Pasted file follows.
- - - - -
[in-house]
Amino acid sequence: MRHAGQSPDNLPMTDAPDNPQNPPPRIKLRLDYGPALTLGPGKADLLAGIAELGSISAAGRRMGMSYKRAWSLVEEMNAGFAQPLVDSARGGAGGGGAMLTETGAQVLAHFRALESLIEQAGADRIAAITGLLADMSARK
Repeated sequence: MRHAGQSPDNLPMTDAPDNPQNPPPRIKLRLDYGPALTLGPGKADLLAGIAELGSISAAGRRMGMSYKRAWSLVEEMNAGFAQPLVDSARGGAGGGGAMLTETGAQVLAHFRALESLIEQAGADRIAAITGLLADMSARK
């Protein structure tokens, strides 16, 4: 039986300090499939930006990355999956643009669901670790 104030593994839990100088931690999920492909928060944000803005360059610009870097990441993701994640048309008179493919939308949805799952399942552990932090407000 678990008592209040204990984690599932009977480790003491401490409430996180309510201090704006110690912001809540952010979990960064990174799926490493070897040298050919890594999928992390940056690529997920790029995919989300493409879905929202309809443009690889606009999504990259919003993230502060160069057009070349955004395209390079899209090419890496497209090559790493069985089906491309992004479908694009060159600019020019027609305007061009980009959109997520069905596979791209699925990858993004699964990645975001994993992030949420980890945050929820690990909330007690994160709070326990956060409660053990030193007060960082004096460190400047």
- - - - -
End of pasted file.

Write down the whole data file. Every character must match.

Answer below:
[in-house]
Amino acid sequence: MRHAGQSPDNLPMTDAPDNPQNPPPRIKLRLDYGPALTLGPGKADLLAGIAELGSISAAGRRMGMSYKRAWSLVEEMNAGFAQPLVDSARGGAGGGGAMLTETGAQVLAHFRALESLIEQAGADRIAAITGLLADMSARK
Repeated sequence: MRHAGQSPDNLPMTDAPDNPQNPPPRIKLRLDYGPALTLGPGKADLLAGIAELGSISAAGRRMGMSYKRAWSLVEEMNAGFAQPLVDSARGGAGGGGAMLTETGAQVLAHFRALESLIEQAGADRIAAITGLLADMSARK
């Protein structure tokens, strides 16, 4: 039986300090499939930006990355999956643009669901670790 104030593994839990100088931690999920492909928060944000803005360059610009870097990441993701994640048309008179493919939308949805799952399942552990932090407000 678990008592209040204990984690599932009977480790003491401490409430996180309510201090704006110690912001809540952010979990960064990174799926490493070897040298050919890594999928992390940056690529997920790029995919989300493409879905929202309809443009690889606009999504990259919003993230502060160069057009070349955004395209390079899209090419890496497209090559790493069985089906491309992004479908694009060159600019020019027609305007061009980009959109997520069905596979791209699925990858993004699964990645975001994993992030949420980890945050929820690990909330007690994160709070326990956060409660053990030193007060960082004096460190400047």